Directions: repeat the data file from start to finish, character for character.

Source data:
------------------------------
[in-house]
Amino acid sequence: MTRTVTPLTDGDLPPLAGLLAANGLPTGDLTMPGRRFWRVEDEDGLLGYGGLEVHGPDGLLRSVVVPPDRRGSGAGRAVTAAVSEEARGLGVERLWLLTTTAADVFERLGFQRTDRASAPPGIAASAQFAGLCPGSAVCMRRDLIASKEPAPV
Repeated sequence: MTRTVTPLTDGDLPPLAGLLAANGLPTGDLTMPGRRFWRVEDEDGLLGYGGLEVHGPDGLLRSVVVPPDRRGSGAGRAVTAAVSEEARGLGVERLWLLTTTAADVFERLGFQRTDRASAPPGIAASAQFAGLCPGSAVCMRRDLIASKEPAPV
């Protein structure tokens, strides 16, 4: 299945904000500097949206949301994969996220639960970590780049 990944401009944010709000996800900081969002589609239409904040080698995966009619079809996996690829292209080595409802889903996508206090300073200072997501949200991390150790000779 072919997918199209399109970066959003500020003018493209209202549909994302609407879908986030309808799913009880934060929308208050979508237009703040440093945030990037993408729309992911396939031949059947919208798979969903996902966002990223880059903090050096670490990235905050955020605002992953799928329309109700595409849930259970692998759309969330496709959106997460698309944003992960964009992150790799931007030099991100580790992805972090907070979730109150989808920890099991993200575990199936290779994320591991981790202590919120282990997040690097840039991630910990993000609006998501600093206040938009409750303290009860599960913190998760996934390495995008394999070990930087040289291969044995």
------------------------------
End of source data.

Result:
[in-house]
Amino acid sequence: MTRTVTPLTDGDLPPLAGLLAANGLPTGDLTMPGRRFWRVEDEDGLLGYGGLEVHGPDGLLRSVVVPPDRRGSGAGRAVTAAVSEEARGLGVERLWLLTTTAADVFERLGFQRTDRASAPPGIAASAQFAGLCPGSAVCMRRDLIASKEPAPV
Repeated sequence: MTRTVTPLTDGDLPPLAGLLAANGLPTGDLTMPGRRFWRVEDEDGLLGYGGLEVHGPDGLLRSVVVPPDRRGSGAGRAVTAAVSEEARGLGVERLWLLTTTAADVFERLGFQRTDRASAPPGIAASAQFAGLCPGSAVCMRRDLIASKEPAPV
């Protein structure tokens, strides 16, 4: 299945904000500097949206949301994969996220639960970590780049 990944401009944010709000996800900081969002589609239409904040080698995966009619079809996996690829292209080595409802889903996508206090300073200072997501949200991390150790000779 072919997918199209399109970066959003500020003018493209209202549909994302609407879908986030309808799913009880934060929308208050979508237009703040440093945030990037993408729309992911396939031949059947919208798979969903996902966002990223880059903090050096670490990235905050955020605002992953799928329309109700595409849930259970692998759309969330496709959106997460698309944003992960964009992150790799931007030099991100580790992805972090907070979730109150989808920890099991993200575990199936290779994320591991981790202590919120282990997040690097840039991630910990993000609006998501600093206040938009409750303290009860599960913190998760996934390495995008394999070990930087040289291969044995």